We appreciate the multicolor LED sitting just below the screen that flashes brightly for incoming calls and messages. You can choose from seven different color combinations or turn it off entirely. The blue-backlit keypad buttons are of ample size, but since they are set flush with the phone's surface, dialing by feel was difficult. Also, the top row of keys closely borders the bottom of the sliding face--a bit of an impediment to someone with larger fingers. The Samsung SGH-D415 definitely has all the basics, but it comes up a bit short on the higher-end features you might expect from a phone in this price range. You get a 1,000-name phone book with room in each entry for three phone numbers and an e-mail address. And if you're really popular, you can store an additional 250 names on the SIM card. Contacts can be assigned a picture for photo caller ID, but the 30 polyphonic ring tones can only be paired with caller groups. Other features include text and multimedia messaging, e-mail support (IMAP4 and POP3), 30-second voice memos, a minute minder, an alarm clock, a calculator, a vibrate mode, a currency converter, six-way conference calling, a calendar, and a WAP 2.0 wireless Web browser. There's also an infrared (IR) port for beaming contacts and other data.

Yet the D415 also has some notable omissions. Though it has the appearance of a business-centric handset, the absence of a speakerphone, Bluetooth, and voice dialing prevent the D415 from becoming a good corporate citizen.



Turn around: The D415's camera lens rotates 180 degrees.

The D415 comes with an integrated camera, but considering the growing number of 1.3-megapixel camera phones, we were disappointed to see it was only VGA quality. Still, we like the rotating camera lens, which allows for a clear field of vision up to 180 degrees. There's no flash, but the lens's barrel-like design allows for easy self-portraits. You can take photos in four resolutions (640x480, 320x240, 160x120, and 176x160) and select from four quality settings and four picture effects. You also get a choice of 12 fun frames, and you can alter the shot's brightness and rotation (necessary for self-portraits). A self-timer, with a choice of 3-, 5-, and 10-second delays, lets you be in photos with your friends, while a multishot feature takes up to nine pictures in rapid succession. Photo quality was among the best we've seen for VGA camera phones--they looked even better on the high-resolution display. Our only complaint was that the zoom was limited to 2X, and it can't be used for photos at the highest resolution.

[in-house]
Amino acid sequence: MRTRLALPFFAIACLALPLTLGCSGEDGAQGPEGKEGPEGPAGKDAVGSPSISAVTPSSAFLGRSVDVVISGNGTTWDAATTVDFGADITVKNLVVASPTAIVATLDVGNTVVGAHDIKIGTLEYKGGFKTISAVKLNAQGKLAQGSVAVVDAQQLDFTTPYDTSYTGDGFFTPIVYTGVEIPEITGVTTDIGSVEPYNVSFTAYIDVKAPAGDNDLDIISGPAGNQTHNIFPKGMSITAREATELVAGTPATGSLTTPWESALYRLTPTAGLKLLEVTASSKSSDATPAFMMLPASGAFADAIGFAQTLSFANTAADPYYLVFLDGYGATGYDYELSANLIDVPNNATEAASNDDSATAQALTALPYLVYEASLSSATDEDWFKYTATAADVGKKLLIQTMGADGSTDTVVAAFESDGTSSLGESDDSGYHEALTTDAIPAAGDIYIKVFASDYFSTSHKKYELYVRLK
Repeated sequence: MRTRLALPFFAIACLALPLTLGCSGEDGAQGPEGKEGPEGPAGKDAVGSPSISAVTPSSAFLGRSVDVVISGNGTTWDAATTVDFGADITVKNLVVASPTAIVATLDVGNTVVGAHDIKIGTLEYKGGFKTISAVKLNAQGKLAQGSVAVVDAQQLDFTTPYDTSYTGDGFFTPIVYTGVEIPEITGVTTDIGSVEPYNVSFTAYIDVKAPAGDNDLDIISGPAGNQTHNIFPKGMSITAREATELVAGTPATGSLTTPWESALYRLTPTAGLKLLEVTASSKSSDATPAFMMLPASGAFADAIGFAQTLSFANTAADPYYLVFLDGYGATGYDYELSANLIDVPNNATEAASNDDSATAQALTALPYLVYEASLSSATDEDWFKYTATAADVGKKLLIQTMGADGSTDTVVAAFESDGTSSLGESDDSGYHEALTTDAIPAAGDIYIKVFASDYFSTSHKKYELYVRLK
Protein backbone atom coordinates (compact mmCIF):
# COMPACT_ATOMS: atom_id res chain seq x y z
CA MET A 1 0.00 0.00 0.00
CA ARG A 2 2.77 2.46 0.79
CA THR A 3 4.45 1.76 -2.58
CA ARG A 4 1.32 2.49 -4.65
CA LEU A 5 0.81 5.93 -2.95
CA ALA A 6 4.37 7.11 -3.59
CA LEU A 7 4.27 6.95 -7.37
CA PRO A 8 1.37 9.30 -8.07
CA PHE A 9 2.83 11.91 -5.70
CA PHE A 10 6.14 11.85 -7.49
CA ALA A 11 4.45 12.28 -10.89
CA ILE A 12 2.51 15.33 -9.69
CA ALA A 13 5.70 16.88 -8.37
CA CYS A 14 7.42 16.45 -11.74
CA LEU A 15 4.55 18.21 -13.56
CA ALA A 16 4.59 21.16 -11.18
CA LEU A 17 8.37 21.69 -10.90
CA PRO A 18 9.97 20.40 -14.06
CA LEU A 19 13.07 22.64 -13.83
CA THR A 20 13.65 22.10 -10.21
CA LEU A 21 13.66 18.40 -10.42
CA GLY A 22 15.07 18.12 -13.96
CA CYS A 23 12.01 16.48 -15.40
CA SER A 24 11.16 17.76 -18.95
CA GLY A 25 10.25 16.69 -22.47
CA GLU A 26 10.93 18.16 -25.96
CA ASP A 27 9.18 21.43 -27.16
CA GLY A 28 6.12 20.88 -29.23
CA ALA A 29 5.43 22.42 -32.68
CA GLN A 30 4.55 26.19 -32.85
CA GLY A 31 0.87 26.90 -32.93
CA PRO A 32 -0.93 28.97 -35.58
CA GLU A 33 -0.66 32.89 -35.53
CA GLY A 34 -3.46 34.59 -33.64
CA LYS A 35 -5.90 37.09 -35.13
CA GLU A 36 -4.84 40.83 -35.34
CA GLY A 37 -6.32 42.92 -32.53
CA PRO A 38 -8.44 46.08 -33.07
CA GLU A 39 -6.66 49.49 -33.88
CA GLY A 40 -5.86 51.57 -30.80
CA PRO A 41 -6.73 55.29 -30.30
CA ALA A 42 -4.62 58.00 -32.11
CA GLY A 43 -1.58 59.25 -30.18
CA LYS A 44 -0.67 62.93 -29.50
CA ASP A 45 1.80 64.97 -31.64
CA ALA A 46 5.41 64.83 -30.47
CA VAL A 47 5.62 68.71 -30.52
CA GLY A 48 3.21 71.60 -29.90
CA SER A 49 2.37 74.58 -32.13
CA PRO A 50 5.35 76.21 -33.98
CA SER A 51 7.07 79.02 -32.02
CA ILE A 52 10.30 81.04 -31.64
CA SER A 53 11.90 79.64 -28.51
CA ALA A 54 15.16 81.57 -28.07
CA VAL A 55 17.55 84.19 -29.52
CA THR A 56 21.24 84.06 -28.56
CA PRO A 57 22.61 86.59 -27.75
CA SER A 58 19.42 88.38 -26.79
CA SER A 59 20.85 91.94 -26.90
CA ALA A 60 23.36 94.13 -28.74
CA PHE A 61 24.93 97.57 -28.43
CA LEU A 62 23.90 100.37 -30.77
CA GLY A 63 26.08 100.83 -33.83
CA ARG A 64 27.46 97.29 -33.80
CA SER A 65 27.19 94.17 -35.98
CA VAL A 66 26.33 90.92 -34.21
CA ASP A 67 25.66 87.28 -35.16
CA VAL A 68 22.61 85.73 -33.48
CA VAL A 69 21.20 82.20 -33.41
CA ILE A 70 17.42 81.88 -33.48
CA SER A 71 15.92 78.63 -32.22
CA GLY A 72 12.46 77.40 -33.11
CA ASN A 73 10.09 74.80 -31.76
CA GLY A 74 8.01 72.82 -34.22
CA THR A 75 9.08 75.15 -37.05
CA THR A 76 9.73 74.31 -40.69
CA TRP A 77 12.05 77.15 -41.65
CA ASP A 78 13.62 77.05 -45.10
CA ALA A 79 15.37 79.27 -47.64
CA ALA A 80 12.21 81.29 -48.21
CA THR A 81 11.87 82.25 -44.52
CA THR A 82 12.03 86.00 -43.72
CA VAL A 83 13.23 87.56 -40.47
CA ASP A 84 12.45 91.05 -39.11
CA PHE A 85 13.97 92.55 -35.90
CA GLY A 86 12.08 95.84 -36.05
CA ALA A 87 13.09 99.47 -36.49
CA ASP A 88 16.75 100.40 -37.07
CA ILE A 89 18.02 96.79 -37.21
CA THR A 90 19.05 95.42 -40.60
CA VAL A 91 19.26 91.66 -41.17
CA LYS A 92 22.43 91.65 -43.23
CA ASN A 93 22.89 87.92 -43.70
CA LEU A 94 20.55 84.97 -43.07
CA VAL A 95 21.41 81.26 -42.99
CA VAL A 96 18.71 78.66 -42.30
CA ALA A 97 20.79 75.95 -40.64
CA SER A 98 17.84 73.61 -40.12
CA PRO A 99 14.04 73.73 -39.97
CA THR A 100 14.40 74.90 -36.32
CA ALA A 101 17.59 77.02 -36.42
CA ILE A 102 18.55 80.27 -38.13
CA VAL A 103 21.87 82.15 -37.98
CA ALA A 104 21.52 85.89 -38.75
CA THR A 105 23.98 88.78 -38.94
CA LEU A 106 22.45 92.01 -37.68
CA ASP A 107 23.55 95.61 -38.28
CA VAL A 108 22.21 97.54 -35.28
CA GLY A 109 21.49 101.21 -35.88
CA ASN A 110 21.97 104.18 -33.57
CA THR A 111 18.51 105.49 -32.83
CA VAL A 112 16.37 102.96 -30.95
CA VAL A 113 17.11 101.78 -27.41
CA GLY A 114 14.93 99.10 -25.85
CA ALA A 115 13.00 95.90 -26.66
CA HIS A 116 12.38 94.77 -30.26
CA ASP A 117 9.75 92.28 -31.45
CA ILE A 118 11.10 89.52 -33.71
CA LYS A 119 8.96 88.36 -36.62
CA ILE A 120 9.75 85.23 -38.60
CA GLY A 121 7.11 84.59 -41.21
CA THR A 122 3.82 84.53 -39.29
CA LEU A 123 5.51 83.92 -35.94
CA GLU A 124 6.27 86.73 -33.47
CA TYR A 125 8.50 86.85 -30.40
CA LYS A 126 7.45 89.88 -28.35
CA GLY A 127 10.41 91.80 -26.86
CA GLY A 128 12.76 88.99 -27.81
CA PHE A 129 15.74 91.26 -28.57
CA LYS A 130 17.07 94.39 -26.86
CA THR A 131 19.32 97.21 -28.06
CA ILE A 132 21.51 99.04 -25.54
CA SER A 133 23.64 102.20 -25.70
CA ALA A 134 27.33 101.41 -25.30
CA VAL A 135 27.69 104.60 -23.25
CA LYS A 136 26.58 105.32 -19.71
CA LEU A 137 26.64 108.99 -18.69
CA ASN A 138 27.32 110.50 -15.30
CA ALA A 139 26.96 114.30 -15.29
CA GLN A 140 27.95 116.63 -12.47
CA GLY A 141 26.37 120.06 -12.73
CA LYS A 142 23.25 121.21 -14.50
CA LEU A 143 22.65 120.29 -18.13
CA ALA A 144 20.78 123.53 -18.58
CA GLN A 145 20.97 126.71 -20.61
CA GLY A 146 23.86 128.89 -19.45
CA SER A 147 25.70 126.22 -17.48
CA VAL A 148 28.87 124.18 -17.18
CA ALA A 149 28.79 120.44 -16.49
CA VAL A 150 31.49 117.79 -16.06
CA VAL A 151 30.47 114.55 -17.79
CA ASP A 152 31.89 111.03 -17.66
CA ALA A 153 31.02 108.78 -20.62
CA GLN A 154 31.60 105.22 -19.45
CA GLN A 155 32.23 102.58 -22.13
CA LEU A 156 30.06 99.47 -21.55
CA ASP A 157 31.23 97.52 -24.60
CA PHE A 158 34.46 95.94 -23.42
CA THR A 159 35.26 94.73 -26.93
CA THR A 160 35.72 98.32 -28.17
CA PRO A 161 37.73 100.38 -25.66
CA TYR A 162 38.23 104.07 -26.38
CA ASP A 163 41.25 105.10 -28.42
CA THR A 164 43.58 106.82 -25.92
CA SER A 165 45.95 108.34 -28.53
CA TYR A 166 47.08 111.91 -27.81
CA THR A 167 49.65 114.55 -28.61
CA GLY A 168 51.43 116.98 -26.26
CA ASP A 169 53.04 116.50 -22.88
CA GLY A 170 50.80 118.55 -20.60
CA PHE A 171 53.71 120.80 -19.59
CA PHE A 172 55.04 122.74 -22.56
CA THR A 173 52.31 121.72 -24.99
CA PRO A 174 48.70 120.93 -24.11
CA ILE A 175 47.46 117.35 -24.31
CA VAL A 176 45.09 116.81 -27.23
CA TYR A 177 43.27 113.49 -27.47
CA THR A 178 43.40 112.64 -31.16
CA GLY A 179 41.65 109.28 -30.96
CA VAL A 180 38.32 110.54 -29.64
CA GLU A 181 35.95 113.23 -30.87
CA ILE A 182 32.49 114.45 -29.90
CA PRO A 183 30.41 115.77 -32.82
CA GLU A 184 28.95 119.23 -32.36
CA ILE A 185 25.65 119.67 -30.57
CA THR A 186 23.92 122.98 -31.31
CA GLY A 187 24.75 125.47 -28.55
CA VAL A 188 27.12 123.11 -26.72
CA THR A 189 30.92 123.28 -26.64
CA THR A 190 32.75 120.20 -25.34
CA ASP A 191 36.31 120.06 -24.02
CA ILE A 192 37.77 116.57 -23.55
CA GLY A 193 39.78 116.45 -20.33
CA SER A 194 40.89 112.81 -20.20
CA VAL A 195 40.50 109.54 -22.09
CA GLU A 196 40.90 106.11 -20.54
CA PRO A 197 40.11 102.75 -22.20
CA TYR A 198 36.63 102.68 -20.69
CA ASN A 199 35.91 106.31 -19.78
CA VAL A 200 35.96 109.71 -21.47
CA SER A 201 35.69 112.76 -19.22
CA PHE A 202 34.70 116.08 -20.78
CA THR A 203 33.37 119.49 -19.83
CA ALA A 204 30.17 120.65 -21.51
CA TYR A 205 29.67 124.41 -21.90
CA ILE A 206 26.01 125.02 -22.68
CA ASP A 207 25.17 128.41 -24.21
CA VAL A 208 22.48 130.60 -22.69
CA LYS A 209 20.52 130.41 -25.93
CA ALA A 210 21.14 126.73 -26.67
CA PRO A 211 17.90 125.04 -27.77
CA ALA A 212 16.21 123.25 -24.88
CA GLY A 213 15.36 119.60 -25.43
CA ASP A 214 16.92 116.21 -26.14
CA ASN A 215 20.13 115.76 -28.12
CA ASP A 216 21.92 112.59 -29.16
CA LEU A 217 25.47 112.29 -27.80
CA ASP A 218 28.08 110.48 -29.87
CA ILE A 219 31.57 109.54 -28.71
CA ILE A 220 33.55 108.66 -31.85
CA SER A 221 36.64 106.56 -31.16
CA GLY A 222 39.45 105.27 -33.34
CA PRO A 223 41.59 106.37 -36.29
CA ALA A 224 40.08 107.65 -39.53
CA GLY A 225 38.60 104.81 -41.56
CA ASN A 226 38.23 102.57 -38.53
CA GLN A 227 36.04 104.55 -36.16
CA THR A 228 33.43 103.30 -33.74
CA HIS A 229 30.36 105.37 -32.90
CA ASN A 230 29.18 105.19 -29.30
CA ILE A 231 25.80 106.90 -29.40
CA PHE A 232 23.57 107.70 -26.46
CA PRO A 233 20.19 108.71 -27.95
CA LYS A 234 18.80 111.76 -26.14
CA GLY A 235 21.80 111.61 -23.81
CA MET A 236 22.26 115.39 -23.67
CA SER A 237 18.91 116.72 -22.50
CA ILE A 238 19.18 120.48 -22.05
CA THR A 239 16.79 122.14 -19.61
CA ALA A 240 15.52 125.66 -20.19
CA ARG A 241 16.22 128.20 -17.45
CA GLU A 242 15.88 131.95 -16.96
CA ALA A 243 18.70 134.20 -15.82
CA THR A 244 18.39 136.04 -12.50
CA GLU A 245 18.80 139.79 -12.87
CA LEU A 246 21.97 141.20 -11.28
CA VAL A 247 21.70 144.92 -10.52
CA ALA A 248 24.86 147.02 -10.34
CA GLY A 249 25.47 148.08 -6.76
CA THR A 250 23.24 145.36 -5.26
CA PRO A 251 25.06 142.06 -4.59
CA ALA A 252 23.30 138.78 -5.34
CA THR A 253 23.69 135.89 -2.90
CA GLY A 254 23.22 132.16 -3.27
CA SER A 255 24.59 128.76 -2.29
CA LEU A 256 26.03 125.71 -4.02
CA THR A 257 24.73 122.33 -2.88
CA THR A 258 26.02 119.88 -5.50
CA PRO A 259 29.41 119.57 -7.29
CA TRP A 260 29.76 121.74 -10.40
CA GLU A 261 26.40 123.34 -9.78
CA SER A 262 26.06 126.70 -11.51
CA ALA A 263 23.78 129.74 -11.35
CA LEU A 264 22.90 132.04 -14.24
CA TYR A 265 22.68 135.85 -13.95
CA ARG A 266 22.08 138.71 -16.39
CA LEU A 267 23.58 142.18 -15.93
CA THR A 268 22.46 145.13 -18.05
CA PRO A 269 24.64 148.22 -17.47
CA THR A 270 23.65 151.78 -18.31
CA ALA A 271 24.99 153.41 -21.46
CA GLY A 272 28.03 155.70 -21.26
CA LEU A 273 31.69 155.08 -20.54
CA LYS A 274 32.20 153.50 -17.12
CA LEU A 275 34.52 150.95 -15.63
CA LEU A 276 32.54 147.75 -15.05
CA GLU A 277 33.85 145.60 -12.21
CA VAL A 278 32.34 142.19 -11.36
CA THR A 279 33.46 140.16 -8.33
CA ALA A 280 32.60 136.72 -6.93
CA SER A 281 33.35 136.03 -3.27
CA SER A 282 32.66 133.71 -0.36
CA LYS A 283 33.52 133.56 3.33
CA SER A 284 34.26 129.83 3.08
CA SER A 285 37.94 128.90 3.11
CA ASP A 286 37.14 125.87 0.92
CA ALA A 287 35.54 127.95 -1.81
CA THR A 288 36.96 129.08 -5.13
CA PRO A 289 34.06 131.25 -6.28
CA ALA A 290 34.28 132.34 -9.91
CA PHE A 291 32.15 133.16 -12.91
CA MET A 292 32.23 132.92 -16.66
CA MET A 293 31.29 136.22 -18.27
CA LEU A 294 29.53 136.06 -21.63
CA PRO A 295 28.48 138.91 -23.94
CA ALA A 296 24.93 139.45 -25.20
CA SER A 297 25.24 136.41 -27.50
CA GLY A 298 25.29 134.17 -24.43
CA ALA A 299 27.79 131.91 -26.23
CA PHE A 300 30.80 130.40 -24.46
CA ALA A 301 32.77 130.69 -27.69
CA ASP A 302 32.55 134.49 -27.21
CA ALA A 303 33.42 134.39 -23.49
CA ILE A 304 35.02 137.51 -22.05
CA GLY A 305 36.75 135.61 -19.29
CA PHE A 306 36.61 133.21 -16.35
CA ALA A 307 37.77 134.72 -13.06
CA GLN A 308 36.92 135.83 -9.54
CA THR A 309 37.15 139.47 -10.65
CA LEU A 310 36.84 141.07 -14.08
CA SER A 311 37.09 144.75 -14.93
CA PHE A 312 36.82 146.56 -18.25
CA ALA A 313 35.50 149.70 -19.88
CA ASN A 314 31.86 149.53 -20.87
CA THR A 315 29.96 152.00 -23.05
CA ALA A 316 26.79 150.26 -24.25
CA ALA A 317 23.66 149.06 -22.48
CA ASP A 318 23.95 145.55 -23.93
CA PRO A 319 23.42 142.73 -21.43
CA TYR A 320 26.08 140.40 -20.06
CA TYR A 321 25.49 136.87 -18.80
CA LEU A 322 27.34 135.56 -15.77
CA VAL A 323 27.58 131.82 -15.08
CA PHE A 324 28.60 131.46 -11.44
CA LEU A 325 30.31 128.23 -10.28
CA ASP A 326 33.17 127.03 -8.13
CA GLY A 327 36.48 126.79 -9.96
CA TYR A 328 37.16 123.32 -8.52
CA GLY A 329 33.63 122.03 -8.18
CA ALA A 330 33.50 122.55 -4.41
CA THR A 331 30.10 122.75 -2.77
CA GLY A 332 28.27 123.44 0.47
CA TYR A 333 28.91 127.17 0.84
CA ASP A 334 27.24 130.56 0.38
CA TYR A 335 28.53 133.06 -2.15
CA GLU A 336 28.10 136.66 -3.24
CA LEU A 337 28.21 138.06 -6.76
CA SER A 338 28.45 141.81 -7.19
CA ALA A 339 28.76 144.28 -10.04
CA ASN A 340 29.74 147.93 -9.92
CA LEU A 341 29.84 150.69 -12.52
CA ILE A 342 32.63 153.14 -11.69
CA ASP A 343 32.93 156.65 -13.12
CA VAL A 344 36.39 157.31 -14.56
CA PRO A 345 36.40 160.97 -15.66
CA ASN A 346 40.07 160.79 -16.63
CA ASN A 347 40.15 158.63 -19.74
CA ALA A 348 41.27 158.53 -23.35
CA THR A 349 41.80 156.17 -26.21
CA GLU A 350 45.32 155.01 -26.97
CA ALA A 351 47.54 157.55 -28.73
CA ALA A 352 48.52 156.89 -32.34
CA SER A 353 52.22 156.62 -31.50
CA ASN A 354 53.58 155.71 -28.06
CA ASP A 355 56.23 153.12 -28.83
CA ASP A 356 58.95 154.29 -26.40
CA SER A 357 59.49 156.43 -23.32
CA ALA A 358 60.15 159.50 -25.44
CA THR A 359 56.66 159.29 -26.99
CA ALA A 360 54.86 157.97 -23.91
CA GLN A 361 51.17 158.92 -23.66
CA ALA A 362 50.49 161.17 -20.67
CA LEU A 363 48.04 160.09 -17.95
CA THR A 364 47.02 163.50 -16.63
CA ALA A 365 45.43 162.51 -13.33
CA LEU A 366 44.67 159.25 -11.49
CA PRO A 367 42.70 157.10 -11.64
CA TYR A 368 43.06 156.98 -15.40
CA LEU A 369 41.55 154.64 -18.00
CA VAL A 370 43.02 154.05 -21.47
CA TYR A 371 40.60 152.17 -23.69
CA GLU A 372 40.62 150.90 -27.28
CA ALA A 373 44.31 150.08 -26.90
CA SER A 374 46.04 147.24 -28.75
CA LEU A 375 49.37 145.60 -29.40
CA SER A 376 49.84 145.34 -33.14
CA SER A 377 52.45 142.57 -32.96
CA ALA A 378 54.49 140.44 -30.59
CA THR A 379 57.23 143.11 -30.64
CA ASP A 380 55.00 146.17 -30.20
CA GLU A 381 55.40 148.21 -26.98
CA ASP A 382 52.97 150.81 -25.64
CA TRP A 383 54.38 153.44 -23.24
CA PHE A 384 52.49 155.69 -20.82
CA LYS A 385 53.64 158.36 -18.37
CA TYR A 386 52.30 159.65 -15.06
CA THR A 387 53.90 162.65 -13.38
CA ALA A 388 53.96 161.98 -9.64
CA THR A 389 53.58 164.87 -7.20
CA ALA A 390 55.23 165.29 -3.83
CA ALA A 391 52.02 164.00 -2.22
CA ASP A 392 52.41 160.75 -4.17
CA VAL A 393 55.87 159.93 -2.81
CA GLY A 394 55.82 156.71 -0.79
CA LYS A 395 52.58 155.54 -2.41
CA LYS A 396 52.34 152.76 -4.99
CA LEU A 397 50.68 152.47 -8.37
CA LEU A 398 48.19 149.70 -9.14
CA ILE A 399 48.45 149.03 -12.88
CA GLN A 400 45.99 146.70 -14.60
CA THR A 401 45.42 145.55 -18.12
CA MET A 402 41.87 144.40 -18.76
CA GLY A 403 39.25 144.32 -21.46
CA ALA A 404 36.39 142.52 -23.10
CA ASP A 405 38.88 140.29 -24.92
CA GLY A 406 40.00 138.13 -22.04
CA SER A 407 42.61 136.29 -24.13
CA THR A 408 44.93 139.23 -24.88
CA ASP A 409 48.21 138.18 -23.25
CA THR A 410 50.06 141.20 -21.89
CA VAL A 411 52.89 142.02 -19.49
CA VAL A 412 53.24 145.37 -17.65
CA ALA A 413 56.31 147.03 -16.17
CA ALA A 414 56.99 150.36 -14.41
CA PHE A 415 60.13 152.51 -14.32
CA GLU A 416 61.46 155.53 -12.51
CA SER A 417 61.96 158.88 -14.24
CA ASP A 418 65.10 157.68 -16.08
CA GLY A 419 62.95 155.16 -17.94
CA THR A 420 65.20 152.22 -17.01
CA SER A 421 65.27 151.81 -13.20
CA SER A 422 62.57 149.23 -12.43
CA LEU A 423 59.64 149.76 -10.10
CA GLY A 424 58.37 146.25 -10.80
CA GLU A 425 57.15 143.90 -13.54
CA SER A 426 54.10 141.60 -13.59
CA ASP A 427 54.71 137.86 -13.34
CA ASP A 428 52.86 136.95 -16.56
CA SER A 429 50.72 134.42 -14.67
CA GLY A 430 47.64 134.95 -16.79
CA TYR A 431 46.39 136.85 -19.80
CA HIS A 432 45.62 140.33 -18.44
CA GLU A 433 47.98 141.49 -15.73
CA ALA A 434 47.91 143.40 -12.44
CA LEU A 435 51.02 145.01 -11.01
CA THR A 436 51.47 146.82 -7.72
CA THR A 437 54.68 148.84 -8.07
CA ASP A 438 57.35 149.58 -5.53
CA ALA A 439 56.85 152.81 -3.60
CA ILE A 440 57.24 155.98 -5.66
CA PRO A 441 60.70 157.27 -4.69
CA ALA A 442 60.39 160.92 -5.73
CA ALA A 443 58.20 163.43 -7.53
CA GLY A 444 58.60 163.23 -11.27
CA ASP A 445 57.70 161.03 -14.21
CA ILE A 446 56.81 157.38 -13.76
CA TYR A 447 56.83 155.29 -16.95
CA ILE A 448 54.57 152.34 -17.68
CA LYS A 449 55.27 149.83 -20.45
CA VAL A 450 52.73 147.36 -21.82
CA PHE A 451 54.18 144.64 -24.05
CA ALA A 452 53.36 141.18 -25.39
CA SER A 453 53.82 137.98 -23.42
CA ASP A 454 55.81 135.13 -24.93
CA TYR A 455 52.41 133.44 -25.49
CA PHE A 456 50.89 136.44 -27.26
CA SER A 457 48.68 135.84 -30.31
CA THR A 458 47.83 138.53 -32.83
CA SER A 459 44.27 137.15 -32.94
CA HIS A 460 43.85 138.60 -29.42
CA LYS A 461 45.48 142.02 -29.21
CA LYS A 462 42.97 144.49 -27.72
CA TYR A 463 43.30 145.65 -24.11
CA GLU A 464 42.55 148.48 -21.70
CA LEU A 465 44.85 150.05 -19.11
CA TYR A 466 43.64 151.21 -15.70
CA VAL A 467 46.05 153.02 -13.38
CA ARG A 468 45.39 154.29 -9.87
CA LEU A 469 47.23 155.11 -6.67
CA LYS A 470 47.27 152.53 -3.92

For budding directors, the video recorder takes 15-second clips with sound; you can also adjust the zoom and brightness settings. Once finished shooting your photos or films, you can send them to your contacts in an e-mail or a multimedia message. You can also store them on the phone's dedicated photo memory or dedicated video memory--it has 3MB of each. Alternately, you can save them to the online album available through T-Mobile. Pictures can also be used as wallpaper or for caller ID purposes. But we were puzzled that, despite the presence of the IR port, we were unable to use it to transfer photos to a PC or wireless device.



Sweet shot: We were impressed by the D415's photo quality.

You can have some fun with the D415. You get a choice of four Java (J2ME)-enabled games: BubbleSmile, Fun2link, MobileChess, and Ultimate Golf Challenge. Since they won't occupy you for long, you can download more titles through T-Mobile's T-zones service. The handset can be personalized with a variety of sounds and images, with more choices (and more ring tones) also available through T-zones. The phone provides 300K of dedicated memory for ring tones and games. We tested the dual-band Samsung SGH-D415 (GSM 900/1900) in San Francisco using T-Mobile's service. Call quality was fine, with clear conversations, and callers said they couldn't tell we were using a cell phone. The volume level also was satisfactory, but we found that you had to have the phone quite close to your ear or the sound diminished noticeably. Calls made with the included earbud headset had a little more background hiss, but it was nothing we couldn't live with.

We beat the rated talk time of 4 hours by an extra half hour. For standby time, we managed 7 days, a bit less than the promised time of 8.3 days. According to the FCC, the D415 has a digital SAR rating of 0.6 watts per kilogram.